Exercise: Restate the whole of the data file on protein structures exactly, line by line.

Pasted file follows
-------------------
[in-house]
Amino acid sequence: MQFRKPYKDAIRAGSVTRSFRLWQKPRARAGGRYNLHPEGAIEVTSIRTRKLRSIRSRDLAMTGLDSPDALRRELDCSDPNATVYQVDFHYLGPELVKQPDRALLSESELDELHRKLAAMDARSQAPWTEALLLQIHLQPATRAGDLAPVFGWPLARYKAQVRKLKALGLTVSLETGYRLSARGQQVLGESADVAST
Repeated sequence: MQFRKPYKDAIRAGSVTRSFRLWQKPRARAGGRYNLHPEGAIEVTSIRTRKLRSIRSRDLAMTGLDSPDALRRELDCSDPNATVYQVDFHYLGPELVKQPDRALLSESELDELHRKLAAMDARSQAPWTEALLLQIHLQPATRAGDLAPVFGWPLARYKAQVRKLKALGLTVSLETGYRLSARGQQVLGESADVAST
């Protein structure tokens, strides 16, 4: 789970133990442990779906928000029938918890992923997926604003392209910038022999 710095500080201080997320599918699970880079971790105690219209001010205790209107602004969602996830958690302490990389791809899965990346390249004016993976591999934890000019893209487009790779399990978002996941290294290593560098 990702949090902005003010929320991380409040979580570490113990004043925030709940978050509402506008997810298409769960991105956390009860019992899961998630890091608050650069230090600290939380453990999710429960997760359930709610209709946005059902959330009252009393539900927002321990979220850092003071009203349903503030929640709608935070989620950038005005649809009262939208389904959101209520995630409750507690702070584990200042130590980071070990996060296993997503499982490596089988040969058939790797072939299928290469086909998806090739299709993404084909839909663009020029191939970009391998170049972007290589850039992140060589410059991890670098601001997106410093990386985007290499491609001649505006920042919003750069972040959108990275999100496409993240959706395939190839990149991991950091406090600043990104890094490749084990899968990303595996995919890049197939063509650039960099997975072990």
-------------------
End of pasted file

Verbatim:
[in-house]
Amino acid sequence: MQFRKPYKDAIRAGSVTRSFRLWQKPRARAGGRYNLHPEGAIEVTSIRTRKLRSIRSRDLAMTGLDSPDALRRELDCSDPNATVYQVDFHYLGPELVKQPDRALLSESELDELHRKLAAMDARSQAPWTEALLLQIHLQPATRAGDLAPVFGWPLARYKAQVRKLKALGLTVSLETGYRLSARGQQVLGESADVAST
Repeated sequence: MQFRKPYKDAIRAGSVTRSFRLWQKPRARAGGRYNLHPEGAIEVTSIRTRKLRSIRSRDLAMTGLDSPDALRRELDCSDPNATVYQVDFHYLGPELVKQPDRALLSESELDELHRKLAAMDARSQAPWTEALLLQIHLQPATRAGDLAPVFGWPLARYKAQVRKLKALGLTVSLETGYRLSARGQQVLGESADVAST
């Protein structure tokens, strides 16, 4: 789970133990442990779906928000029938918890992923997926604003392209910038022999 710095500080201080997320599918699970880079971790105690219209001010205790209107602004969602996830958690302490990389791809899965990346390249004016993976591999934890000019893209487009790779399990978002996941290294290593560098 990702949090902005003010929320991380409040979580570490113990004043925030709940978050509402506008997810298409769960991105956390009860019992899961998630890091608050650069230090600290939380453990999710429960997760359930709610209709946005059902959330009252009393539900927002321990979220850092003071009203349903503030929640709608935070989620950038005005649809009262939208389904959101209520995630409750507690702070584990200042130590980071070990996060296993997503499982490596089988040969058939790797072939299928290469086909998806090739299709993404084909839909663009020029191939970009391998170049972007290589850039992140060589410059991890670098601001997106410093990386985007290499491609001649505006920042919003750069972040959108990275999100496409993240959706395939190839990149991991950091406090600043990104890094490749084990899968990303595996995919890049197939063509650039960099997975072990």